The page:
Chicken Nanban: Comfort food with a surprise

It's fried, creamy, and a bit tart too!

It’s fried, creamy, and a bit tart too!

To the untrained eye, “chicken nanban” is no more than fried chicken adorned with a large dollop of tartar sauce. And to be fair, bluntly put it is just that — a comfort food that can put the pep back in the step of even the most weary of travelers. But on closer gustatory consideration, this chicken dish originating from Kyushu (the southernmost of Japan’s main islands and an area home to some of Japan’s most delicious foods) blooms into a complex, fulfilling experience capable of appealing to even discerning palates. It is said that the original inspiration for what would eventually become chicken nanban was ferried to Japan sometime in the 17th century in the form of none other than Portuguese food. The dish evolved to suit local tastes, but did not shed the distinctive sweet and sour sauce that had made the original dish popular. The name also speaks of a foreign origin, and not in a particularly positive light either: “Nanban” means “Southern barbarian,” but we’ll just take it to mean that nanban chicken is wildly delicious!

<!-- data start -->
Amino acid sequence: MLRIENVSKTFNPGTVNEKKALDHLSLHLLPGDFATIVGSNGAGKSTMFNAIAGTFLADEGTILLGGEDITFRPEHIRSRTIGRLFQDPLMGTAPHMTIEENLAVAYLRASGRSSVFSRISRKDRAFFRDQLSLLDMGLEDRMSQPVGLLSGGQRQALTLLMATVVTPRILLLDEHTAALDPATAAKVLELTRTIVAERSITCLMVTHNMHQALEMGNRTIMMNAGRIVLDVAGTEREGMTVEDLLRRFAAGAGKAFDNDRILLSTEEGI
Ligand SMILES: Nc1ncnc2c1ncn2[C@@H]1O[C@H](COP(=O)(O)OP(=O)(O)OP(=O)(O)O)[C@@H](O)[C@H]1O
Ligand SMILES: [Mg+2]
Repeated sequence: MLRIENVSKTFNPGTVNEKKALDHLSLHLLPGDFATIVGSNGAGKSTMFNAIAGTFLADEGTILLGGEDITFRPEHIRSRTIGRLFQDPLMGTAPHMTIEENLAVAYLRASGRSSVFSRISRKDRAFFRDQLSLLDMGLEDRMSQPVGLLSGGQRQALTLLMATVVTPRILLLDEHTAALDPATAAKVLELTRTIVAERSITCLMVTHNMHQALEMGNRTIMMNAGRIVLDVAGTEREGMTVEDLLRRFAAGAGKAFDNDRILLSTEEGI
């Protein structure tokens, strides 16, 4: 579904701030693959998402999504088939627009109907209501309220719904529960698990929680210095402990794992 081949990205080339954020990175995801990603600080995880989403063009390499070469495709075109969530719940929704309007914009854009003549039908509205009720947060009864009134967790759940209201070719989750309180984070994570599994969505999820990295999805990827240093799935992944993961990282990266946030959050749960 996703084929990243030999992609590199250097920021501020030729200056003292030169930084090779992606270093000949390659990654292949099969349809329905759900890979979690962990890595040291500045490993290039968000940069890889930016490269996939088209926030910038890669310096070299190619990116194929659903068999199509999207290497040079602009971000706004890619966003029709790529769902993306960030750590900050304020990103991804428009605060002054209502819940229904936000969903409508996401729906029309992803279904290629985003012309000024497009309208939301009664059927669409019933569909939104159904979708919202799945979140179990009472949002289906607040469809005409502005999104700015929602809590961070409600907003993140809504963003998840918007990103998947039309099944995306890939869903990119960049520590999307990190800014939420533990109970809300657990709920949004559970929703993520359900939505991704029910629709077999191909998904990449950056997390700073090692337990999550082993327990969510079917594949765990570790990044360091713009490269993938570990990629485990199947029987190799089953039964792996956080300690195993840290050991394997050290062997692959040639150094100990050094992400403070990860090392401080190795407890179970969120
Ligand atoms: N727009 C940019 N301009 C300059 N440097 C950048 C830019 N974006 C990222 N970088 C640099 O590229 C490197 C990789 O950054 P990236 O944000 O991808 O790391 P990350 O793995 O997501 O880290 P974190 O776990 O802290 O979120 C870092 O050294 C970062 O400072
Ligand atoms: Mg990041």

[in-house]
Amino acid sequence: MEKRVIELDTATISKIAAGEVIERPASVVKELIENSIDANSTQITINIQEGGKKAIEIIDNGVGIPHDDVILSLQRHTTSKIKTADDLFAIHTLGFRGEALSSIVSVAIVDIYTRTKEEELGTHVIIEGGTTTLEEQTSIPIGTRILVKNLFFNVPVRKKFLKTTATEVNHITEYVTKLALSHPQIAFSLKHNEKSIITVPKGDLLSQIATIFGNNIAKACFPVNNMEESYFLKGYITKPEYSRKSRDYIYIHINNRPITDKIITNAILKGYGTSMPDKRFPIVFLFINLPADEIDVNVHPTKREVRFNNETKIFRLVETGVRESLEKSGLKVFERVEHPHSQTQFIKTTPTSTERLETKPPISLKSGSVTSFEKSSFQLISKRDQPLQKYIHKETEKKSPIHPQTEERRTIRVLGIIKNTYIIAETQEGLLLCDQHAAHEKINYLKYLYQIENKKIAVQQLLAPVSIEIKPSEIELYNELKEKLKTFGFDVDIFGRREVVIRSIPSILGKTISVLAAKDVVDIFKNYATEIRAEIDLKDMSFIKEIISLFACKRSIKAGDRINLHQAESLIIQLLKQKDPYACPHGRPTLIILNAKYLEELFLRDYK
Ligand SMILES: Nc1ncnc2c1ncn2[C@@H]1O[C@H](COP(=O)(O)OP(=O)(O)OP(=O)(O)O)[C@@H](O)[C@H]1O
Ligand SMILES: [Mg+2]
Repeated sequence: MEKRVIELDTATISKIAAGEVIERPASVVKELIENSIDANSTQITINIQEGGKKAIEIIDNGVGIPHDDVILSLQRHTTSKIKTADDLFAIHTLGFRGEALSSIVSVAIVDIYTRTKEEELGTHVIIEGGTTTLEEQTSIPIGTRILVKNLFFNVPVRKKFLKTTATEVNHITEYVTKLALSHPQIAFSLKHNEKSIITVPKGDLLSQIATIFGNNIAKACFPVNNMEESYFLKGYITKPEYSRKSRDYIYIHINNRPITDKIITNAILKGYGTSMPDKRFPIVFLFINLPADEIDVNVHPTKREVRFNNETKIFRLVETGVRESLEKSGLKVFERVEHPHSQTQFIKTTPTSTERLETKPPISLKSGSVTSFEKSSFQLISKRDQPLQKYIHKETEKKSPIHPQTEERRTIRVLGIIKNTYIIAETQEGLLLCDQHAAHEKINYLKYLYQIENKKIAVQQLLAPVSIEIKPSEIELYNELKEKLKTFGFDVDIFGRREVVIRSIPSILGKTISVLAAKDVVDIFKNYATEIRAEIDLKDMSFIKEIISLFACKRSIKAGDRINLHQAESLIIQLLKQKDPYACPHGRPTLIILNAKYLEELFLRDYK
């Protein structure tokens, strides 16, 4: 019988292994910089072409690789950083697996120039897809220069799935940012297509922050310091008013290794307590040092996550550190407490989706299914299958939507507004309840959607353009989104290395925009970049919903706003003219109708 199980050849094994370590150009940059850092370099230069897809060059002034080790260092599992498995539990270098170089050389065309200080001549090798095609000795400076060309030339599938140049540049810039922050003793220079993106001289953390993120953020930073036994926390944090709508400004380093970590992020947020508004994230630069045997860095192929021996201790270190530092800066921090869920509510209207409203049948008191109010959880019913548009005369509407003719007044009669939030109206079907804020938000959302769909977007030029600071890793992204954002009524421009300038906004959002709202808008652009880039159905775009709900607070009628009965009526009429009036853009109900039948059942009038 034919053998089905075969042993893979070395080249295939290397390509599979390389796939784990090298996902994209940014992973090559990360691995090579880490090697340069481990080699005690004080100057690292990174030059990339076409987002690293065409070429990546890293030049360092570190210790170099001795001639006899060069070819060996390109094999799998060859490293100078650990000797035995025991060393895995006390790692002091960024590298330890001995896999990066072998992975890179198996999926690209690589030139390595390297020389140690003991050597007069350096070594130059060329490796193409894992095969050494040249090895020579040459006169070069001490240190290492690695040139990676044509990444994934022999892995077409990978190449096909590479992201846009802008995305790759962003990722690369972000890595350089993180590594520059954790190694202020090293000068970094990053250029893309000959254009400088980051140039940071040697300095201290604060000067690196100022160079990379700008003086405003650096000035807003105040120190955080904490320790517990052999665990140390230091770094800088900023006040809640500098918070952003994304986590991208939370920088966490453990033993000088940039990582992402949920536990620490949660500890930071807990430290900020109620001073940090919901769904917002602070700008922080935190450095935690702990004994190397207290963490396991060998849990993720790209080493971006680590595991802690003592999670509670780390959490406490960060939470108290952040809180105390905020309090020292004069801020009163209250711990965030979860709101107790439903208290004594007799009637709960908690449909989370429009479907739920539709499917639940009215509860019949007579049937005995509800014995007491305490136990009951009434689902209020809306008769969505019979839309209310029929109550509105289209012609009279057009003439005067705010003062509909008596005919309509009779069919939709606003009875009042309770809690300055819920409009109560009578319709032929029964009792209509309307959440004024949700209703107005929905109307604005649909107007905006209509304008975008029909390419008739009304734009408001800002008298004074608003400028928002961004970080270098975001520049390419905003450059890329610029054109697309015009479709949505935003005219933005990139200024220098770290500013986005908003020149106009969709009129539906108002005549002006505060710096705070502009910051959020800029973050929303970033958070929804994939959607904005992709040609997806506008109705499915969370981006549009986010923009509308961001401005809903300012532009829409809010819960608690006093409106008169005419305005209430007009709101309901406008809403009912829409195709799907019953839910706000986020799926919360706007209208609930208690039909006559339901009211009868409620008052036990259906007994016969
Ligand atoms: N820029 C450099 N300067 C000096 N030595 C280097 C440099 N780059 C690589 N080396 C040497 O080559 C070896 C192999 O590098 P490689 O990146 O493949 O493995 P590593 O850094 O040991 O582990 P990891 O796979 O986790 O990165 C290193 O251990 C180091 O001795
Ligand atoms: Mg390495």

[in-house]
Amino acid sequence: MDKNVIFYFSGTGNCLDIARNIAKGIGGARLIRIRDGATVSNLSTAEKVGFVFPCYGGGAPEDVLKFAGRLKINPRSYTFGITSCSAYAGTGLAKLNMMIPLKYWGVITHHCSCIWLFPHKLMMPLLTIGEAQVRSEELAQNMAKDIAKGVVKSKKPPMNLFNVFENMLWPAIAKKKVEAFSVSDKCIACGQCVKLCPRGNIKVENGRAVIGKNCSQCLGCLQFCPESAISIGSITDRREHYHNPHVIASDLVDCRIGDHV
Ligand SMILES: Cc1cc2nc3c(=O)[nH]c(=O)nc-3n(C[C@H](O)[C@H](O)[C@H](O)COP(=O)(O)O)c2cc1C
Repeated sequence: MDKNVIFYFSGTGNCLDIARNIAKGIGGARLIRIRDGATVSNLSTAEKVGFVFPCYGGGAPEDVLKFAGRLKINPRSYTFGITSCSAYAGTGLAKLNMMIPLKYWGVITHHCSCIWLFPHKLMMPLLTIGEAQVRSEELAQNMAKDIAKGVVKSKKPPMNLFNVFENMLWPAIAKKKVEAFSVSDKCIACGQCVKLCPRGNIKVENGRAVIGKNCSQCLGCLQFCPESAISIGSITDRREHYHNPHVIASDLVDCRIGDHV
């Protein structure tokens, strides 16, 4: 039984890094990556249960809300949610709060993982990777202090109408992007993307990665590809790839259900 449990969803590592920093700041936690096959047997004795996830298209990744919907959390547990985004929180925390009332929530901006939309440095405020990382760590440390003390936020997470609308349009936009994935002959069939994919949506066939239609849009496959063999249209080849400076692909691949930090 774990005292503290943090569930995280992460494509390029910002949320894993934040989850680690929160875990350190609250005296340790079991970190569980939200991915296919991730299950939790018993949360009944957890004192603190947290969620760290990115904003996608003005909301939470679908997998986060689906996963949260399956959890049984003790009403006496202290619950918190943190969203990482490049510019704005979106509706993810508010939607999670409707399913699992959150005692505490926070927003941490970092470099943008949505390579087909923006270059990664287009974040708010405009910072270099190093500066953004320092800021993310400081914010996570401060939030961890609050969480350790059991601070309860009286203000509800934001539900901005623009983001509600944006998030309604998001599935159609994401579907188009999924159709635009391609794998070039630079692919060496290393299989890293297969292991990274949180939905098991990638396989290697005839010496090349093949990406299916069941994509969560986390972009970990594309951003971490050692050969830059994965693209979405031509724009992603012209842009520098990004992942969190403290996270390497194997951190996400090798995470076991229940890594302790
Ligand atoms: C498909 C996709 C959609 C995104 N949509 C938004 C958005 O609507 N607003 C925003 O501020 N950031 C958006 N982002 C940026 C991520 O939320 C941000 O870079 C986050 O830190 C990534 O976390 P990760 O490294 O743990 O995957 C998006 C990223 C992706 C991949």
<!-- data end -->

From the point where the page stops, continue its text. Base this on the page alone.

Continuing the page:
Enough talk about the past — let’s get to the meat of the matter. We begin with succulent, simply seasoned, boneless chicken breast. After an optional egg wash (this adding to the perceived “fluffiness” of the chicken, and also acting as a catalyst to soak up as much of the signature sauce as possible), the chicken is lightly breaded and then fried on up. Fried chicken at the ready, it’s time for the two-stage saucing to being. First comes the nanban sauce itself, a distinctly flavored concoction that perfectly marries with the other flavors in this dish. It is comprised of rice vinegar, mirin (a vaguely sweet, fortified alcohol), soy sauce, sugar, and just a bit of chili pepper. Stage two of the saucing entails a liberal yet loving dousing of the aforementioned tartar sauce. These two sauces harmonically enrobe the boneless fried chicken breast, creating a truly satisfying flavor and texture creation which has spread from its birthplace of Kyushu to become hit among children, businessmen and seasoned travelers alike all over Japan.

Looking to try chicken nanban in Tokyo?
Japan Gourmetpedia recommends using our sister site, Tokyo Dinner Ticket, to find the perfect restaurant.


Chicken Nanban at restaurant Choi Choi in Ikebukuro


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